March 29, 2011

Field photo Set #2

Late March - early April is the end of semester period, thus I'm swamped with term papers, labs, and presentations. I'm not one to procrastinate, since I've been burned by it in the past and learned my lesson. But activities like blogging must take a back seat, and I'm sure most reading this blog are experienced in what the last month of a semester is like.

So to keep things simple, for me and for you, but mostly for me, I have another pair of field photos to show, replete with explanation for the features' what/when/where/how. This time, a pair of volcanically-derived features in Oregon, both derived from eruptive activity from the legendary Mt. Mazama complex in what is today Crater Lake National Park.

The Pinnacles fumarole features, looking west.
The V-shape valley shows river erosion exposing them
To the right is a snapshot of the elegant Pinnacles, located just a couple of kilometers to the east of Crater Lake. These spires were ancient fumarole conduits of Mazama's gaseous content (SO2, CO2, H2S), exposed by fluvial erosion from a radial stream, but remaining resistant to that erosive force. Prior to the finale of Mazama's VEI 7 eruption 7.7 Ka ago, a nuée ardente flowed down Mazama's east flank, carrying scoria. Gasses escaped from the settling scoria through fumarole vents, and the mineral content, given the extreme heat, welded loose pumice to the sides of the fumaroles. Thus the pinnacles seen to the right are hollow, and are resistant to erosion from the inside-out, which is atypical of common geologic thought.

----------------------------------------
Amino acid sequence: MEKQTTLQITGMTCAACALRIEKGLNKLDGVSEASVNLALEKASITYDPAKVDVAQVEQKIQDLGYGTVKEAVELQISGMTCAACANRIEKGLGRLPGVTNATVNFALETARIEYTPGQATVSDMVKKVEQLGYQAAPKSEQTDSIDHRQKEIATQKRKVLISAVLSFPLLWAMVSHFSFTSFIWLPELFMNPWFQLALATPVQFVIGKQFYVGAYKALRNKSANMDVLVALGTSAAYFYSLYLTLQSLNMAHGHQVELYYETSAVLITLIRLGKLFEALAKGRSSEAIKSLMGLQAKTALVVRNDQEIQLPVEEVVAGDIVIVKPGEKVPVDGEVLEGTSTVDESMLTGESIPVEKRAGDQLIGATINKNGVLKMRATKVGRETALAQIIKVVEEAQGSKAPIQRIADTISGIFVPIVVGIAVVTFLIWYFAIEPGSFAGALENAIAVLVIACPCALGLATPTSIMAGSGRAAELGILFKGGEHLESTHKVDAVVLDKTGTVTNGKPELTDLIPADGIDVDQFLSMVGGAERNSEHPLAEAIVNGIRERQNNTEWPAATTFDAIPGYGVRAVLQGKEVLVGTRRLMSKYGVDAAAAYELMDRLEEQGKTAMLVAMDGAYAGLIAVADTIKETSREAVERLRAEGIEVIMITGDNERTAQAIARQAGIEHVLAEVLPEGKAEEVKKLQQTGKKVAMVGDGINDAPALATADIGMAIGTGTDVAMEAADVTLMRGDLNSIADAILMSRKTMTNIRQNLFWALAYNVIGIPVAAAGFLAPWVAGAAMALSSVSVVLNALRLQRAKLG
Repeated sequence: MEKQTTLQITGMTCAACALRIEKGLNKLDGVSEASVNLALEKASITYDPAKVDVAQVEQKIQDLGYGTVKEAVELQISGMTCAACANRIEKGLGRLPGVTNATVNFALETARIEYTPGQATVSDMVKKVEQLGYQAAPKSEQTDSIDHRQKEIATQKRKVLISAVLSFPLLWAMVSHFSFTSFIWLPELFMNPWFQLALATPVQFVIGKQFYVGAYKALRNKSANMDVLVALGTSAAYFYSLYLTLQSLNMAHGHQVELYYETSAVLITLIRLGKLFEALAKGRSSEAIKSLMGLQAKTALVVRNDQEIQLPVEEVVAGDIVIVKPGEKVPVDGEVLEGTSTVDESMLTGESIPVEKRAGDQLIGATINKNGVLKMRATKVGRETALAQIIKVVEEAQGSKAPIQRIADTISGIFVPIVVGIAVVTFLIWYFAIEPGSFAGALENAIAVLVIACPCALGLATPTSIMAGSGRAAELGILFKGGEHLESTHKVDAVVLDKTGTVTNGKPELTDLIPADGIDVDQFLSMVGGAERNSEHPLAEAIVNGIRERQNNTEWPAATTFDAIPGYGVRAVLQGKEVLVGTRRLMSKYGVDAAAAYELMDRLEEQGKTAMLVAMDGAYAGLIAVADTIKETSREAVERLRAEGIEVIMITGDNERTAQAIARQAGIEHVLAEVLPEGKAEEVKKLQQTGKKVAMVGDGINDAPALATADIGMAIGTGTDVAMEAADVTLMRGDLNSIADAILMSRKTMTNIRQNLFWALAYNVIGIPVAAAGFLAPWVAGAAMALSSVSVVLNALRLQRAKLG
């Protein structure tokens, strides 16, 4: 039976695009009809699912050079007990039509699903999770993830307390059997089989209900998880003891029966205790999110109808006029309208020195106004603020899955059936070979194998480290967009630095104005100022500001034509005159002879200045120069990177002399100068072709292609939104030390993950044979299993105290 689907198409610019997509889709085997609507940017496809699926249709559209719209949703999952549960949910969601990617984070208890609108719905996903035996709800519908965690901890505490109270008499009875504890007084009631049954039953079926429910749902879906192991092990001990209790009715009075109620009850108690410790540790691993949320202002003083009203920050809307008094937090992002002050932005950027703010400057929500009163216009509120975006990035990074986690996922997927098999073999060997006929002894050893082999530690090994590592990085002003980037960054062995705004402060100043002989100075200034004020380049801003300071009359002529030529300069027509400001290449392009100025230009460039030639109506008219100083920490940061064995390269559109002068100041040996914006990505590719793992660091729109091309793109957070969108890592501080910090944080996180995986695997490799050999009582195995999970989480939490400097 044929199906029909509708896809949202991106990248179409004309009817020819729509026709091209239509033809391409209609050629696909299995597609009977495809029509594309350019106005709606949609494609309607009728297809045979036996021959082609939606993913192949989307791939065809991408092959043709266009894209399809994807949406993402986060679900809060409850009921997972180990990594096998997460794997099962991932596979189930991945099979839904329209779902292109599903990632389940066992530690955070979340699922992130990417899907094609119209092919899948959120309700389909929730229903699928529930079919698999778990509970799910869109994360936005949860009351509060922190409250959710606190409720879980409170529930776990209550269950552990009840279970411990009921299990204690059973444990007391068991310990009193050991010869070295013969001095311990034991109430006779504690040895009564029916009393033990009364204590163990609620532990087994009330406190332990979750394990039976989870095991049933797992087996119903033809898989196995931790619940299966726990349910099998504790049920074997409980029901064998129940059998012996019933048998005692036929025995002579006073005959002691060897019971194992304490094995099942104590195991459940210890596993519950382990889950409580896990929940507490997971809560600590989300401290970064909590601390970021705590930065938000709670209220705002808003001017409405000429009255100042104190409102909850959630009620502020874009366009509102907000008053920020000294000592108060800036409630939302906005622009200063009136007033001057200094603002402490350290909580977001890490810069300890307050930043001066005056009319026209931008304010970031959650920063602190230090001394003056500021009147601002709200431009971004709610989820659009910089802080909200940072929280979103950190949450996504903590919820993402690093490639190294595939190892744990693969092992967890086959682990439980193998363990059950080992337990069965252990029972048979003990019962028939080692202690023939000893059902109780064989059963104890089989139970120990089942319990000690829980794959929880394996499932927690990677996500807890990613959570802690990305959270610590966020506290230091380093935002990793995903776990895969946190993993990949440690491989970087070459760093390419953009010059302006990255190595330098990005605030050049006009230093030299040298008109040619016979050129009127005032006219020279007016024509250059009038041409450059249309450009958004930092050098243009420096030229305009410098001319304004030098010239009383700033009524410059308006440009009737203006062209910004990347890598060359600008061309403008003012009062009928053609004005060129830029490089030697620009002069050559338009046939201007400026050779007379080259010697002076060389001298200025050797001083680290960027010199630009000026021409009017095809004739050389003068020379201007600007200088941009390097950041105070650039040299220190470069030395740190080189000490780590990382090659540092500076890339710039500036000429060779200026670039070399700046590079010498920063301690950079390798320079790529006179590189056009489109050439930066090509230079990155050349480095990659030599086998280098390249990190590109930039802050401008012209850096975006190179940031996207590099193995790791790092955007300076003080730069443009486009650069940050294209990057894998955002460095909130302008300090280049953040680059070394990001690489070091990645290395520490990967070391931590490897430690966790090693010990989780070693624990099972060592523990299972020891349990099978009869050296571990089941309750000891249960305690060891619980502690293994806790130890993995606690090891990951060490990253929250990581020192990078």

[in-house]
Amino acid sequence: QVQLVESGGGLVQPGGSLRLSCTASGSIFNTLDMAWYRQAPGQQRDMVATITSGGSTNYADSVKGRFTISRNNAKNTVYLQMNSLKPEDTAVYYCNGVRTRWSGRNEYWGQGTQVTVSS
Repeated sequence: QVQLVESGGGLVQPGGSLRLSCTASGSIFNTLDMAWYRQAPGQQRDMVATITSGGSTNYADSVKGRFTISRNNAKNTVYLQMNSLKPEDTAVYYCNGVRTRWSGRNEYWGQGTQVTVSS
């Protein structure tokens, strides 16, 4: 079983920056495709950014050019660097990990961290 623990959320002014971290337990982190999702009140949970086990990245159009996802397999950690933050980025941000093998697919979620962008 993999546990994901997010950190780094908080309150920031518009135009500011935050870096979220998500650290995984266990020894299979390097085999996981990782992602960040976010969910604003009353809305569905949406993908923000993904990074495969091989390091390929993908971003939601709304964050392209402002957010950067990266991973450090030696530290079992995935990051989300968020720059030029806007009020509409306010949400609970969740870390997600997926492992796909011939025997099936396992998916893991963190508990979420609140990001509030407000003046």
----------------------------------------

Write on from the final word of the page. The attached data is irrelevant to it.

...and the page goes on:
When viewing the pinnacles along the 2-3 km path (42° 51.056'N 122° 0.558'W), I noticed that some of the spires had puncture holes in them, in which I could see through. The keen eye will also notice that the base the pinnacles stand on is a lighter color, which is due to the more silica-rich rhyodacite ash falls that preceeded the scoria-laden pyroclastic flow.

This field photo is of a roadcut along the North Umpqua highway, not far from Watson Falls (43° 14.553'N 122° 21.486'W). Catching this roadcut out of the corner of my eye made me glad my car has a low center of gravity. This hillface, ~35km from Crater Lake, showcases silica-rich ashfall from Mazama during its major eruptive phase 7.7 Ka ago. The several-meters thick deposit is a testament to the volume of tephra ejected by the monster eruption (~60 km3), and its coverage across the northwest is found much further afield as well (Mount Baker slopes have a few cm thick of Mazama ash deposit, and it's over 600km from Crater Lake). Tephrochronology analyzes in the region are easily guided by Mazama ash, as the distribution of the ash from the centroid is quite ideal, making it a prime stratigraphic marker for 7.7 Ka.

The white color stems from sanidine feldspar content within the silica-rich ash, and darker grey portions contain a greater percentage of ferromagnesian minerals. The grainsize is quite fine, looks & feels almost silty, with a gritty abrasiveness, but not too harsh and not as hard as sheer-faced plutonic rocks. You can jab this rockface and it feels somewhat padded.

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